Dr. BJ Guenther: Real quick before we take a break I want to talk about gender differences too. In a recent article … I always do a little bit of research before I have somebody on the show so I at least think I know what I’m talking about. In one of the articles that I read, it was reported that when it comes to seeking professional help, men face more obstacles and consequences from a combination of stigma and cultural expectations. Do you have any suggestions, sorry, on how to improve the culture so as to help more men seek counseling?

Helmi Henkin: Yeah, and I think that’s something that’s been in the news a lot and something I’ve talked with my friends a lot about recently. I think a lot of the added stigma for men is this toxic masculinity that they’re brought up thinking that they’re not allowed to cry, to be a man. Instead of learning how to properly or healthily process their emotions, they don’t learn at all or they learn to cope with them through anger and violence. Just trying to raise boys and men to know that it’s okay to cry and it’s okay to talk about emotions instead of trying to isolate themselves or act out.

Helmi Henkin: For people who are grown, it’s just about having these conversations and just ending the stigma in general. Letting them know it’s not a shameful thing to talk about. Letting them know that help is out there and they deserve help.

Dr. BJ Guenther: It might be only a one-time thing.

Helmi Henkin: Absolutely.

Dr. BJ Guenther: You just may need to talk to somebody who can be objective. I have students tell me that all the time.

Helmi Henkin: Yeah.

Dr. BJ Guenther: Well, I could replace men in this sentence or in this question with culture because I’ve had several different cultures whether it’s African American, Asian, Indian, who they’re taught not to talk about this, not to talk about mental health. They just feel so defeated, it really affects their self-esteem.

Dr. BJ Guenther: Or, they’re from a very religious culture and the religious part of them, they’re being told by their family members to just pray about it and it will go away. Or, if you were a stronger Christian then that would take care of it. It’s sad to see some people come in and basically say, “That’s not working for me.”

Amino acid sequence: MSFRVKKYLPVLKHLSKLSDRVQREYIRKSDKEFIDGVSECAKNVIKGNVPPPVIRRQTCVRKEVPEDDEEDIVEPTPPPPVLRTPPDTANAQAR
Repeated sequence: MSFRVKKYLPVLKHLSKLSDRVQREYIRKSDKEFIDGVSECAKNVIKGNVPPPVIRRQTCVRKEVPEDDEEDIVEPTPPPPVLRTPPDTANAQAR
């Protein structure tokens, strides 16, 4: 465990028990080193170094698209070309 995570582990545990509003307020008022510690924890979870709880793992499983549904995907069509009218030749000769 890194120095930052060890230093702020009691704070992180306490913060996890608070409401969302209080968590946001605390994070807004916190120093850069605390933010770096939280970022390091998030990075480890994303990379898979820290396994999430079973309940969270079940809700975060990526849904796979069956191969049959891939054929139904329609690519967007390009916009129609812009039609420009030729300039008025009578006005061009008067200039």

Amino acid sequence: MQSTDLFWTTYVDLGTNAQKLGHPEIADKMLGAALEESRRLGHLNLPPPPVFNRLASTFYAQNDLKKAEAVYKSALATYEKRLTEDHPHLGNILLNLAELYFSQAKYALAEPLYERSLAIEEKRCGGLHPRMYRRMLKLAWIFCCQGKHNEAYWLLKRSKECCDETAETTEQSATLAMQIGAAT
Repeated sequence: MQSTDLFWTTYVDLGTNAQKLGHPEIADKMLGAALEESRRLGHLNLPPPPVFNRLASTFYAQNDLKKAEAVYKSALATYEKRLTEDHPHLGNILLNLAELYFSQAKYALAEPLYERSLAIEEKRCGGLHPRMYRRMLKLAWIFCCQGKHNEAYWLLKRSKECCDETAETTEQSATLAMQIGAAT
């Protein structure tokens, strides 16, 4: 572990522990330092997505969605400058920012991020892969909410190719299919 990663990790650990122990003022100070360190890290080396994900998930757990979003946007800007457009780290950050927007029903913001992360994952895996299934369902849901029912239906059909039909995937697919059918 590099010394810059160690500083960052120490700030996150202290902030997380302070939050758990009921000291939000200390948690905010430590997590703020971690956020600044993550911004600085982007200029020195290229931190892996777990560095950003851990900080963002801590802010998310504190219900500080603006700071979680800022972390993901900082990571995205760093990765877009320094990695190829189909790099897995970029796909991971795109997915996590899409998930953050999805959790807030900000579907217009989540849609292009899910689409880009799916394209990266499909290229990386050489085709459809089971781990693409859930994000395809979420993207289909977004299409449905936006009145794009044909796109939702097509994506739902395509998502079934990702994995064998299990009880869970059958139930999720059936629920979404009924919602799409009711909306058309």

Helmi Henkin: Right, absolutely. Yeah.

Dr. BJ Guenther: We’re going to take another short break and then we’ll come back for our last segment. I’m going to remind you again if you have a question, you can email the question for me or Helmi and we’re going to talk about your name when we come back. I’ve been meaning to ask you about that. So, if you want to email a question, it’s brainmattersradio@wvuafm.ua.edu. And, we’ll be right back. You’re listening to Brain Matters here on 90.7 The Capstone.

Mary Alice: Hi, this is Mary Alice with the High Divers and you’re listening to WVUA.

Naked Giants: Hey, this Naked Giants. You’re listening to WVUA, Tuscaloosa.

Disclaimer: This show is not a substitute for professional counseling and no relationship is created between the show hosts or guests and any listener. If you feel you are in need of professional mental help and are a UA student, we encourage you to contact the UA Counseling Center at 348-3863. If you are not a UA student, please contact your respective county’s crisis service hotline or their local mental health agency or insurance company. If it is an emergency situation, please call 9-1-1 or go to your nearest emergency room.

Dr. BJ Guenther: Hey, you’re back listening to Brain Matters on 90.7 The Capstone. I’m B.J. Guenther and I am with Helmi Henkin. We were talking about changing the culture of mental health on college campuses, in particularly, UA’s campus. Helmi, I had to ask her about her name and I thought in one of the articles I was researching about her that it mentions being from Scandinavia. She tells me that she is Finnish. Sounds weird to say that.

Helmi Henkin: My mom’s family is from Finland so I’m a dual-citizen. I grew up pretty close to my Finnish background. It has definitely influenced my upbringing a lot.

Dr. BJ Guenther: Your mom came here though to have you so you were born in the United States.

Helmi Henkin: Yeah, my dad’s American.

Dr. BJ Guenther: Because the healthcare was better, of course.

Helmi Henkin: I think it was just that my family’s based here now and it was just … It was as easy as my mom saying, “Hey, I was born and so her child was able to get Finnish citizenship.”

Dr. BJ Guenther: But, you’re going back to Helsinki for Christmas.

Helmi Henkin: Yeah, for Christmas. I’m so excited.

Dr. BJ Guenther: I’m so jealous. I ask Helmi about sleigh rides because I see that a lot on Pinterest and Facebook. She tells me there’s like … What are you talking about?

Helmi Henkin: Basically, Finland lays claim to Santa Claus. If you go to a place-

Dr. BJ Guenther: What do you call him?

Helmi Henkin: Joulupukki.

Dr. BJ Guenther: Okay, whatever.

Helmi Henkin: If you go to Rovaniemi which is in Lapland, Santa Claus has an amusement park. There are reindeer farms you can go to. You can see the Northern Lights, the whole shebang.

Dr. BJ Guenther: The whole shebang. The Northern Lights. I was going to ask you about those.

Helmi Henkin: I’ve never seen them. I really want to.

Dr. BJ Guenther: How far is that from Helsinki though?

Helmi Henkin: Several hours by train.

Dr. BJ Guenther: You still have lots of family over there.